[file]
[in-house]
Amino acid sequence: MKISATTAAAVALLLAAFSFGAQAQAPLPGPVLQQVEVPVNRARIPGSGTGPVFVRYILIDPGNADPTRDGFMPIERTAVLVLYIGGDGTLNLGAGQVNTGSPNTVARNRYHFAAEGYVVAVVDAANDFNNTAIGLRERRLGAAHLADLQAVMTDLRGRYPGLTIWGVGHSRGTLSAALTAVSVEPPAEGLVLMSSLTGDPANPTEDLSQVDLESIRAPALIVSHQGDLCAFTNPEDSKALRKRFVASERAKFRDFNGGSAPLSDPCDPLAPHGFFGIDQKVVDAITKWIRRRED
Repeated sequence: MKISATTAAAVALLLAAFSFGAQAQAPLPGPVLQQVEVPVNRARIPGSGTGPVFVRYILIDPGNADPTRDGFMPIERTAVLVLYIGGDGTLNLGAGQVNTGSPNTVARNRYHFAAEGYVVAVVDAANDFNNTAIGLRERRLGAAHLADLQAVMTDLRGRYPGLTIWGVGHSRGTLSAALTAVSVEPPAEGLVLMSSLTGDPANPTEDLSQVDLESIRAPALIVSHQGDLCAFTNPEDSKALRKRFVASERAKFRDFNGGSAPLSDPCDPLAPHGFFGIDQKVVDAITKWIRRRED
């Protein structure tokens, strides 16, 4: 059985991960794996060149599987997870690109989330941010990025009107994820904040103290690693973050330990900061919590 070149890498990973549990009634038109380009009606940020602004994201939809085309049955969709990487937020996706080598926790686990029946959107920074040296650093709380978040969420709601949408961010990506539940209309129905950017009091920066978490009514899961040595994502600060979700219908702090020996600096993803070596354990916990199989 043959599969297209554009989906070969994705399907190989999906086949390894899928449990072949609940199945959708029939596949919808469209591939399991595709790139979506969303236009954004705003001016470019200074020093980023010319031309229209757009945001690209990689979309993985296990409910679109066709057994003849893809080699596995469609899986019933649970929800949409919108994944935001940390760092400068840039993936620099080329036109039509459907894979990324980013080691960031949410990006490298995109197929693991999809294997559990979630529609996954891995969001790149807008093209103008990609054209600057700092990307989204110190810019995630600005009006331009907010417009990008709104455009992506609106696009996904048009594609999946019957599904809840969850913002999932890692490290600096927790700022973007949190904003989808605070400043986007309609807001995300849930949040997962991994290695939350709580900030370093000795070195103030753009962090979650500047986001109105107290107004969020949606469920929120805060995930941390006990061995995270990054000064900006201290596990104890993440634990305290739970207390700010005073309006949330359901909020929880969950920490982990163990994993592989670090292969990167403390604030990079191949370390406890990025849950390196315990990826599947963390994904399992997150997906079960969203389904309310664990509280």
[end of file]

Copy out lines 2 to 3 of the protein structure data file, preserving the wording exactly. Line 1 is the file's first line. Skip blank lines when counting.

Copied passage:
Amino acid sequence: MKISATTAAAVALLLAAFSFGAQAQAPLPGPVLQQVEVPVNRARIPGSGTGPVFVRYILIDPGNADPTRDGFMPIERTAVLVLYIGGDGTLNLGAGQVNTGSPNTVARNRYHFAAEGYVVAVVDAANDFNNTAIGLRERRLGAAHLADLQAVMTDLRGRYPGLTIWGVGHSRGTLSAALTAVSVEPPAEGLVLMSSLTGDPANPTEDLSQVDLESIRAPALIVSHQGDLCAFTNPEDSKALRKRFVASERAKFRDFNGGSAPLSDPCDPLAPHGFFGIDQKVVDAITKWIRRRED
Repeated sequence: MKISATTAAAVALLLAAFSFGAQAQAPLPGPVLQQVEVPVNRARIPGSGTGPVFVRYILIDPGNADPTRDGFMPIERTAVLVLYIGGDGTLNLGAGQVNTGSPNTVARNRYHFAAEGYVVAVVDAANDFNNTAIGLRERRLGAAHLADLQAVMTDLRGRYPGLTIWGVGHSRGTLSAALTAVSVEPPAEGLVLMSSLTGDPANPTEDLSQVDLESIRAPALIVSHQGDLCAFTNPEDSKALRKRFVASERAKFRDFNGGSAPLSDPCDPLAPHGFFGIDQKVVDAITKWIRRRED